State and local tax authorities assess real estate taxes based upon “value” as defined by statute or caselaw. At Fandl we have found that changes in the real estate market and specific court rulings often result in property being assessed at more than its taxable “value”.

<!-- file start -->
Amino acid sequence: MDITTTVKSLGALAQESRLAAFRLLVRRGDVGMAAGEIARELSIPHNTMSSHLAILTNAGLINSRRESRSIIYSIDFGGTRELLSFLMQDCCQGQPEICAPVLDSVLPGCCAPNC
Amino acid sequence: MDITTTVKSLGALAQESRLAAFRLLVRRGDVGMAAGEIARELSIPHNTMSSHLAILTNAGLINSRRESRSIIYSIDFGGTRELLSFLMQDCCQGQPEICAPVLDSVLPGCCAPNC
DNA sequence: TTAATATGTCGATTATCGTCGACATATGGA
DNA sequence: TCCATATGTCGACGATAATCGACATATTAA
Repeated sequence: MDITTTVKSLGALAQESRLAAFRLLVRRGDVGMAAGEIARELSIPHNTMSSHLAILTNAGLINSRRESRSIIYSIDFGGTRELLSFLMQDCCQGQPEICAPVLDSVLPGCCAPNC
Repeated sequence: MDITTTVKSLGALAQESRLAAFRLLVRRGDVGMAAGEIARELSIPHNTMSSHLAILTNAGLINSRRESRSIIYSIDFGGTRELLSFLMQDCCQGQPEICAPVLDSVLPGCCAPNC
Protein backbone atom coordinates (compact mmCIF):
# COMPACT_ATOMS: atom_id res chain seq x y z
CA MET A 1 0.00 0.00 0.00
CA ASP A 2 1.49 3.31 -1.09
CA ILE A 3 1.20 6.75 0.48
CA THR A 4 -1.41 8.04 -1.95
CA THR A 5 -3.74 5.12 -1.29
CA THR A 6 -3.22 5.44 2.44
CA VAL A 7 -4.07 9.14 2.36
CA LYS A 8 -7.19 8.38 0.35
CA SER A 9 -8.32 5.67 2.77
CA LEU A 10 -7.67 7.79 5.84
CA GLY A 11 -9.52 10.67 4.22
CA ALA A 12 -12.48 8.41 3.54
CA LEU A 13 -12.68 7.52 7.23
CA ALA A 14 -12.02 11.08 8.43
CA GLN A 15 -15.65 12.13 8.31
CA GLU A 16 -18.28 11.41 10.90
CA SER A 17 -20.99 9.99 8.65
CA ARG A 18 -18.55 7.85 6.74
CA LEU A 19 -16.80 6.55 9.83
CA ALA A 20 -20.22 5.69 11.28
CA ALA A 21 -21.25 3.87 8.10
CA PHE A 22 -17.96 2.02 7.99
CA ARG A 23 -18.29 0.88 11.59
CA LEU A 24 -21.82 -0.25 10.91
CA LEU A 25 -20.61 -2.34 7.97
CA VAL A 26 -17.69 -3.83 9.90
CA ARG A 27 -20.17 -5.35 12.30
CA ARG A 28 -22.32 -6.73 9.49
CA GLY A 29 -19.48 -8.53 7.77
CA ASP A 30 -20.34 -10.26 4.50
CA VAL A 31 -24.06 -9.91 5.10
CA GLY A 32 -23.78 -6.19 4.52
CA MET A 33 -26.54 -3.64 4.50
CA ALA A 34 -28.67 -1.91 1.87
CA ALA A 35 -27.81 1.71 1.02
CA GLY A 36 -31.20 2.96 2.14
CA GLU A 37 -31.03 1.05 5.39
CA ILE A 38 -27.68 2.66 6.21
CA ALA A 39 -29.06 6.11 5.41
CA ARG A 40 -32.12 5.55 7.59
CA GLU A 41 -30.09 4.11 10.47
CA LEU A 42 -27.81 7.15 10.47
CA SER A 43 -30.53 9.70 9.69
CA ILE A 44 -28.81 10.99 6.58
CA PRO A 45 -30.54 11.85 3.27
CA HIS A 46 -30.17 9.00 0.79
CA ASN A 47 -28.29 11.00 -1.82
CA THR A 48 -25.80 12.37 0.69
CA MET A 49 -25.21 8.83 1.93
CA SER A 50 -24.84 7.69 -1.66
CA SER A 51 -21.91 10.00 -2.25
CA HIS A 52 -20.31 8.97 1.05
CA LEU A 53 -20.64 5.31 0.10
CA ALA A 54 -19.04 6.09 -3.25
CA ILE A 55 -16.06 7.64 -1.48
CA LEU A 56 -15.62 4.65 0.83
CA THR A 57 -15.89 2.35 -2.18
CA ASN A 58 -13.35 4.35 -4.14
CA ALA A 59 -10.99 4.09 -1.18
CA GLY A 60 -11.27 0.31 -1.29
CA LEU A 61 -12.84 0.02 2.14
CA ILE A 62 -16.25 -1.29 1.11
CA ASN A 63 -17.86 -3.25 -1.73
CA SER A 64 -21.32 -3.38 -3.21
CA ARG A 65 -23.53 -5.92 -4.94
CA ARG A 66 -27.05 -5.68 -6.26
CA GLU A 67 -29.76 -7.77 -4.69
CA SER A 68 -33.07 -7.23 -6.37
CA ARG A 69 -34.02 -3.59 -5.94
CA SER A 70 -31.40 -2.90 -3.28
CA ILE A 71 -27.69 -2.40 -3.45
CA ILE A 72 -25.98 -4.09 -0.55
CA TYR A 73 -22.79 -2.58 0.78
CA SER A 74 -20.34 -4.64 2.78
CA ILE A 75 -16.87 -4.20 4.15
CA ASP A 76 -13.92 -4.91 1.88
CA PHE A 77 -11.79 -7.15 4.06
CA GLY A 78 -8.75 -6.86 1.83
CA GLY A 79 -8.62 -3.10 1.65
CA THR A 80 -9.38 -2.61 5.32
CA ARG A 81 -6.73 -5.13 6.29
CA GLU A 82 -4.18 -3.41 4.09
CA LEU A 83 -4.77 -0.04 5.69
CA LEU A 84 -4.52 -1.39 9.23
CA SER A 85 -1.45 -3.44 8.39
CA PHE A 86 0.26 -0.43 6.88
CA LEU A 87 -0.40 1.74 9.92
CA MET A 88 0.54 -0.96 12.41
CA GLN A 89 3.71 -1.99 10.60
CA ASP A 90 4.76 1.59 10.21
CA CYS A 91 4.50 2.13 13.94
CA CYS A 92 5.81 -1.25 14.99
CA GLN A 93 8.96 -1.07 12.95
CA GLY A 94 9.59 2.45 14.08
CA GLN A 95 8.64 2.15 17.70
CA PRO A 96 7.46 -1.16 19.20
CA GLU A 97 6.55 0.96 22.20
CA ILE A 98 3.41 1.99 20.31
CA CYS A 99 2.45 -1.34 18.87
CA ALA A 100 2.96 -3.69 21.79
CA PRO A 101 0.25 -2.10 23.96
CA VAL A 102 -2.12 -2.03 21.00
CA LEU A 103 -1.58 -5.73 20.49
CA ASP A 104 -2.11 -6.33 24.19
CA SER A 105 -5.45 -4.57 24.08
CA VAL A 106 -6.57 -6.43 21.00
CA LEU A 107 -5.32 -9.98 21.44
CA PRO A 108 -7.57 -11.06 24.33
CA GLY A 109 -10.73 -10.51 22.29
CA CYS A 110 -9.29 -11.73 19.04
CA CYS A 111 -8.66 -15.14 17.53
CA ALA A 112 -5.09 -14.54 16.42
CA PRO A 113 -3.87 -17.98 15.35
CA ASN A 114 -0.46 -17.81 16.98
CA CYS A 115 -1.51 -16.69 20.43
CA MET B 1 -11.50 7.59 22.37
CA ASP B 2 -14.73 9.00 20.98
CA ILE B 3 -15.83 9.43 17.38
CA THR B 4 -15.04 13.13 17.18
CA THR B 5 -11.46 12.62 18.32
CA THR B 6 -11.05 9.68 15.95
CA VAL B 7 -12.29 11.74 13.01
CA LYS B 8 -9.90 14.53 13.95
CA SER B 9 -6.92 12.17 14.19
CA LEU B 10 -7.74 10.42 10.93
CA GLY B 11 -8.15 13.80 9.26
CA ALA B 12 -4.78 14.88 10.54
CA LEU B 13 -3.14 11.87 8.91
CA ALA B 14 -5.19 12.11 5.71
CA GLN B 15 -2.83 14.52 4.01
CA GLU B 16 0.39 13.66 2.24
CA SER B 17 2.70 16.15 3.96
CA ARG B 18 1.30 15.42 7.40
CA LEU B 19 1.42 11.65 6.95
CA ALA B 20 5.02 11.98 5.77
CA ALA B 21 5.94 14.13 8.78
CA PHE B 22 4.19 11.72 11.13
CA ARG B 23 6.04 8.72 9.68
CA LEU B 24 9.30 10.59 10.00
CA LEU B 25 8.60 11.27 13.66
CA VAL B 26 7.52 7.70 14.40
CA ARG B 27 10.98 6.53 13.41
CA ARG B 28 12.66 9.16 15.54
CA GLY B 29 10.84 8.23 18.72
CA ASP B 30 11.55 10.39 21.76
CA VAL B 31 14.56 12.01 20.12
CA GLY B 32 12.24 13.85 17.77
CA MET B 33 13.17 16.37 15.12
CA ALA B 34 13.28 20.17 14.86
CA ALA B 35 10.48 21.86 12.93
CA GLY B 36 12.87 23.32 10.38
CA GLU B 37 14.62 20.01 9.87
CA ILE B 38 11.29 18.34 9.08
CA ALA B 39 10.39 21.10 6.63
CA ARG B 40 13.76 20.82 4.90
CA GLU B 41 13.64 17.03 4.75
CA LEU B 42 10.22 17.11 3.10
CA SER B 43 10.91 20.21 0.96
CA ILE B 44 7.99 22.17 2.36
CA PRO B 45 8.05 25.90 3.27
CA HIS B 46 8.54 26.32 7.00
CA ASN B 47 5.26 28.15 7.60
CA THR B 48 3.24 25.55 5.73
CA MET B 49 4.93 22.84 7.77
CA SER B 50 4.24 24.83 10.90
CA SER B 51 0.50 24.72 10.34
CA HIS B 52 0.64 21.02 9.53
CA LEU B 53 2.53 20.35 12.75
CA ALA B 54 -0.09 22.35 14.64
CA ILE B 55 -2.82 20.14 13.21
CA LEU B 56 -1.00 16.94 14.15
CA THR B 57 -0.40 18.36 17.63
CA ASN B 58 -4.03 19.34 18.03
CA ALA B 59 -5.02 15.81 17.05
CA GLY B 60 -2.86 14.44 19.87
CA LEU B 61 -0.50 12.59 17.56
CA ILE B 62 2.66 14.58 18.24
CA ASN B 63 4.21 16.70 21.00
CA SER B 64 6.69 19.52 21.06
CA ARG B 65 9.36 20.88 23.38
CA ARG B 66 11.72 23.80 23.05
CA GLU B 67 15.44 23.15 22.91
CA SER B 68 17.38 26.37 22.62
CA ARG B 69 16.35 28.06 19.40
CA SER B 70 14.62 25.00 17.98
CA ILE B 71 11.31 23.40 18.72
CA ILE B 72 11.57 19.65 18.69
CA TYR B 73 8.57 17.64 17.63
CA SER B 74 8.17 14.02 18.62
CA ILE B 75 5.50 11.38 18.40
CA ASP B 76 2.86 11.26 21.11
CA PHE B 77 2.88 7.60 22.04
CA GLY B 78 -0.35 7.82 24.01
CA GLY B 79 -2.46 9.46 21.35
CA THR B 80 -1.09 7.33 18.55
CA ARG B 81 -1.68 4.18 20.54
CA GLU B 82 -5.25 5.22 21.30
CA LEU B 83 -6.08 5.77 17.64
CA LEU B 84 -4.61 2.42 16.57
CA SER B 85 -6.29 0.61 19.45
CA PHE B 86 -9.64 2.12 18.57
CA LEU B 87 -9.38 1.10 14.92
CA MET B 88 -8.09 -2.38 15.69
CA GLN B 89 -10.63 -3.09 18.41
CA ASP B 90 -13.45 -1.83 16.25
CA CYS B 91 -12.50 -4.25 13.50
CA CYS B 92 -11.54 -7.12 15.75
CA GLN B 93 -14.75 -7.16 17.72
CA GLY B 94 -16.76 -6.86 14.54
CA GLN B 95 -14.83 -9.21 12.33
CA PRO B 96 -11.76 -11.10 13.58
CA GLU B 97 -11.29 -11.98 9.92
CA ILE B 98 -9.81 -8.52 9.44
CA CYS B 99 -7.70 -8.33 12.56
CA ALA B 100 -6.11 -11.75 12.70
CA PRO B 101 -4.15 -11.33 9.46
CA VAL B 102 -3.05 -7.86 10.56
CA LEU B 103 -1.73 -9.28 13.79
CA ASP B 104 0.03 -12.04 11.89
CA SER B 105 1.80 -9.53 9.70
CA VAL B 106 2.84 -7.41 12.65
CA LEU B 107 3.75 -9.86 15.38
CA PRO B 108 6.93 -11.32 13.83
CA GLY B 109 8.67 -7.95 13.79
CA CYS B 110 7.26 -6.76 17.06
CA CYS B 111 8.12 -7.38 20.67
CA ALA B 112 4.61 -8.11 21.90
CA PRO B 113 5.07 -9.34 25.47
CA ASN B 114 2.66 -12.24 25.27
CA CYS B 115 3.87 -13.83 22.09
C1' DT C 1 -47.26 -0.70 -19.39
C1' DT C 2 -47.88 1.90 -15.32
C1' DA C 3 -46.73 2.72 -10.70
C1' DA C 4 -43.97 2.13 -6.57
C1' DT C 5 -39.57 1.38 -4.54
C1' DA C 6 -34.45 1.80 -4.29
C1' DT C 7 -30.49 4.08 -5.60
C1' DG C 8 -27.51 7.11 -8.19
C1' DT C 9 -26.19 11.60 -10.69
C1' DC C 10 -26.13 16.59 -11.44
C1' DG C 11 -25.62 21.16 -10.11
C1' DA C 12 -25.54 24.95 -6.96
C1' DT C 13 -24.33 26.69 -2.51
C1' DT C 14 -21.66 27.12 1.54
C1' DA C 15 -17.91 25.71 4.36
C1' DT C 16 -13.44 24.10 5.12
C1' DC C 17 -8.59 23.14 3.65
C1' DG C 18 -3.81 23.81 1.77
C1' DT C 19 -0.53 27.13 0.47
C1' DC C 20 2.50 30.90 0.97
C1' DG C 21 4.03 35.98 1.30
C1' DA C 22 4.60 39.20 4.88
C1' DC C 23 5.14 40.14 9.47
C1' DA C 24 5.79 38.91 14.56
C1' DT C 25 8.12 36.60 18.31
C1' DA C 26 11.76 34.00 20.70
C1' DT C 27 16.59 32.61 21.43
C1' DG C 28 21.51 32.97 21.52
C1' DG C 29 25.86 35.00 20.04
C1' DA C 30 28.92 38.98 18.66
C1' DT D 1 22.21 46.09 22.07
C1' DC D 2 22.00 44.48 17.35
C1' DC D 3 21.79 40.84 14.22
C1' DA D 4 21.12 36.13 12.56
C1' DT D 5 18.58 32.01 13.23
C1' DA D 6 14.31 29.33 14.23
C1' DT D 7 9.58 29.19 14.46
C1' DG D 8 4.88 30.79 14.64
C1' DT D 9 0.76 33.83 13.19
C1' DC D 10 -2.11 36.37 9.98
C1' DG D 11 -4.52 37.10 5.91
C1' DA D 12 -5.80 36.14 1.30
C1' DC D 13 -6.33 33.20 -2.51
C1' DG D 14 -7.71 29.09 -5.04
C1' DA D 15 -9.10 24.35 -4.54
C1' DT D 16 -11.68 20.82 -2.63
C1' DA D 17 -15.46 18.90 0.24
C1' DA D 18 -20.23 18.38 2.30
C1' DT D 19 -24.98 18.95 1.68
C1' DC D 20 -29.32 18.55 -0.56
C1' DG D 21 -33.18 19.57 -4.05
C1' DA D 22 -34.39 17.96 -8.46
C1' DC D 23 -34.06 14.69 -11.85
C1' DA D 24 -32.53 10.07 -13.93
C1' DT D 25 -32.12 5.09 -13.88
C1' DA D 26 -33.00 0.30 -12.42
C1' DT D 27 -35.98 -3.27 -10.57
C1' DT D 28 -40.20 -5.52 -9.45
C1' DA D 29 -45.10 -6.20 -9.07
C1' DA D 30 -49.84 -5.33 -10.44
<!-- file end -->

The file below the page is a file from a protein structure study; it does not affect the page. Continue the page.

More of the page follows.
While an appropriate estimate of market value developed by analyzing the three approaches to value (cost, income and sales) can result in tax savings, there are several other areas of opportunity that can also generate substantial tax savings. Such areas include the identification of non-taxable real estate assets, exempt property (e.g., pollution control, agricultural, etc.) and asset classification (e.g., real v. personal & among tax classes). Assessment reductions, through either informal negotiations with property tax authorities or formal tax appeals, will generally result in savings for multiple tax years.